I love summers, I really do. As the stay-at-home wife of a teacher, summers are a great opportunity for us to spend a lot of time together as a family. We travel, which we can’t do much together during the school year. We visit parks and museums and try to get outside when it’s not a trillion degrees. We swim and play.
But each year I also realize how difficult it is for my toddlers to adjust to our no-schedule summers.
From a fairly rigid week – two days of Mother’s Day Out, one day of Bible study, church on Wednesday nights, and 8 p.m. bedtime – to a lackadasical schedule that has us darting here and there, being with family often, and leaving no expectations of what might happen throughout the day. This spells TORTURE to a toddler/preschooler who thrives on knowing what’s happening each minute of every day. (The first thing my daughter asks in the mornings is, "Where are we going today?")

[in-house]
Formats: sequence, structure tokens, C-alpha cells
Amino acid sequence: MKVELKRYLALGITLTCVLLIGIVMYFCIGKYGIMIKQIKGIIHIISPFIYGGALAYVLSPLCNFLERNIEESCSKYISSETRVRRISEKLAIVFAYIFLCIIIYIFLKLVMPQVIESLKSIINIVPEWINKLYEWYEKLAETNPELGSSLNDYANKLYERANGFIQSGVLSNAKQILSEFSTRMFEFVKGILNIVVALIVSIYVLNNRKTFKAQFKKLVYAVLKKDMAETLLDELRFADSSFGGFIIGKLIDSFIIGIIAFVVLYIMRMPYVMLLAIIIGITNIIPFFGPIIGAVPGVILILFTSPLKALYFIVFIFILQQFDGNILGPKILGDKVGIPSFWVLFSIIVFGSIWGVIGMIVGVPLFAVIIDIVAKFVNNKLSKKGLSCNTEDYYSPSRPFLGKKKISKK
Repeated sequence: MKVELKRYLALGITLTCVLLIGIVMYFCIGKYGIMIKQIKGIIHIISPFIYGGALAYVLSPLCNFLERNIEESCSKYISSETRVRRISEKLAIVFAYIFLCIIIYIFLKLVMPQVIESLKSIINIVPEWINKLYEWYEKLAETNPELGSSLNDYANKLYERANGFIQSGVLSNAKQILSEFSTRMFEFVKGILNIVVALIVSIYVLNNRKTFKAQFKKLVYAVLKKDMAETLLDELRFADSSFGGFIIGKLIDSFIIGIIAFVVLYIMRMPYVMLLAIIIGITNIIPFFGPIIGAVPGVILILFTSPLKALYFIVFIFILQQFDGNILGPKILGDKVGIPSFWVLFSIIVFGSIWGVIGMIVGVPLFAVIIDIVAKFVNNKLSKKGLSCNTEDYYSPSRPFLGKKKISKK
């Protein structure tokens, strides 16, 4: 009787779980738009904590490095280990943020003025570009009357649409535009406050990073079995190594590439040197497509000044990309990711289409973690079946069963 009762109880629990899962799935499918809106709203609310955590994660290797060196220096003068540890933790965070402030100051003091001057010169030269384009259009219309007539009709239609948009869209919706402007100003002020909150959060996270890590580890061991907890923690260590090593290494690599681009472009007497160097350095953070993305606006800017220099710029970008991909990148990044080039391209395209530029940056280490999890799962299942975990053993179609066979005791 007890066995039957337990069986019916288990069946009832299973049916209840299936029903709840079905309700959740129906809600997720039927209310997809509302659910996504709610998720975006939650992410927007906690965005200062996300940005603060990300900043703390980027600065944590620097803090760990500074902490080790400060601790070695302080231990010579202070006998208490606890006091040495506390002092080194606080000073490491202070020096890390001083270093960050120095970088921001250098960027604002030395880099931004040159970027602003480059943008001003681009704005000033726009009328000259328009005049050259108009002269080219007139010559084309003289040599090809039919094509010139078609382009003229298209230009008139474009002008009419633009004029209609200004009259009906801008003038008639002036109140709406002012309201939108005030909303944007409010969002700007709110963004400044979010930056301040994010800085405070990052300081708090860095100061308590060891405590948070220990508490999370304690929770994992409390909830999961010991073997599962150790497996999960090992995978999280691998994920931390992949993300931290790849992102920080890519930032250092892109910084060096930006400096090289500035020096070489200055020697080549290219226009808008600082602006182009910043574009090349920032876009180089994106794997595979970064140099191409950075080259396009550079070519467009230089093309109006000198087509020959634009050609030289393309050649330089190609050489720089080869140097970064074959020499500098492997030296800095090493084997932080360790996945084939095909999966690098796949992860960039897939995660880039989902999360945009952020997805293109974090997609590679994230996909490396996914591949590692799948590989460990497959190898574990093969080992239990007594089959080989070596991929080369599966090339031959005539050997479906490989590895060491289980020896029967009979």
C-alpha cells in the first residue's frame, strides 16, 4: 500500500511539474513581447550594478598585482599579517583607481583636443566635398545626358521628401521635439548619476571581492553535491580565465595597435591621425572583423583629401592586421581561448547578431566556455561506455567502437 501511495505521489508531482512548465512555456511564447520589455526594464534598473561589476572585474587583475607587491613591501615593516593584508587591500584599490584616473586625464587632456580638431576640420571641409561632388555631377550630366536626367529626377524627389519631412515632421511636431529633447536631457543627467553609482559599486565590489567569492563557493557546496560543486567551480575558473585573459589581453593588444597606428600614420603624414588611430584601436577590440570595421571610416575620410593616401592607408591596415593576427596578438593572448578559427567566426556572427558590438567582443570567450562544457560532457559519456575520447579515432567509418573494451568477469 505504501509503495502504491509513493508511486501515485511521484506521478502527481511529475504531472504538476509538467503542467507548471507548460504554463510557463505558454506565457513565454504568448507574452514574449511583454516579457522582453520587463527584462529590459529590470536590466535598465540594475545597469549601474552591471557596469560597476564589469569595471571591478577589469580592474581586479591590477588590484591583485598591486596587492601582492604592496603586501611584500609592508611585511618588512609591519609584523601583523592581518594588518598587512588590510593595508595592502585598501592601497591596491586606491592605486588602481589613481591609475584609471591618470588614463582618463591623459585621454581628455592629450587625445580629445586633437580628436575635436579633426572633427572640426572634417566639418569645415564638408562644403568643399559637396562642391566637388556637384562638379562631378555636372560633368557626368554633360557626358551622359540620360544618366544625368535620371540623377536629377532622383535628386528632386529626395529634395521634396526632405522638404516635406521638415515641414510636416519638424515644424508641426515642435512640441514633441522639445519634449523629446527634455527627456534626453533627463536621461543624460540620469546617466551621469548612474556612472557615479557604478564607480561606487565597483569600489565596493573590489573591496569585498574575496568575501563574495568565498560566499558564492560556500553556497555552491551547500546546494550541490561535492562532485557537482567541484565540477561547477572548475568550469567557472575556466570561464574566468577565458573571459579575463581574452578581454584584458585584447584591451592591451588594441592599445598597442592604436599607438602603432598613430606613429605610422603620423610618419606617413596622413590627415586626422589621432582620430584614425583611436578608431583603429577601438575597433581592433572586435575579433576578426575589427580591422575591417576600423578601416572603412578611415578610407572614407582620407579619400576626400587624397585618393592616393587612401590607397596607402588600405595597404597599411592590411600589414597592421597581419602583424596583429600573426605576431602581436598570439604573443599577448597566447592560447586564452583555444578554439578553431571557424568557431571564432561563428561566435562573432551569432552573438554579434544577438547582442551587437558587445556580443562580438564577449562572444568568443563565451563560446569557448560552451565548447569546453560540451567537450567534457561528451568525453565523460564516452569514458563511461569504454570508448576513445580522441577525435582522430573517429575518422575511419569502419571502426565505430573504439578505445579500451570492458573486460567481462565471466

And every summer I find myself struggling with disciplining our strong-willed girl (now nearly 4), yelling in anger, wishing for an hour to lay down and read a book. As Libbie’s brother, David, is learning to talk now at 19 months, we’re entering new territory with him as well.
My husband and I are very laid-back, which makes it feel like we’re in constant conflict with our schedule-craving wee ones. I don’t want to plan each day during July. I don’t want to explain to my child yet again why daddy is home and not at work. I don’t want to answer questions about when Christmas is coming again when it’s 103 outside.
But I find, as always, that our quality of life almost always comes around to my attitude and my behaviors more than it does my childrens’. If I stay calm and in control, they will settle down. If I’m willing to make a plan, they are 900% more content. If I write out ideas for three meals a day and shop for the groceries, meal and snacktimes are less harried and happier – and produce much more pleasant kids.
Perhaps you’re nearing the end of your summer … or maybe you are out of school ’til Labor Day. Do you find parenting harder in the summer? Or is it all bliss on your end?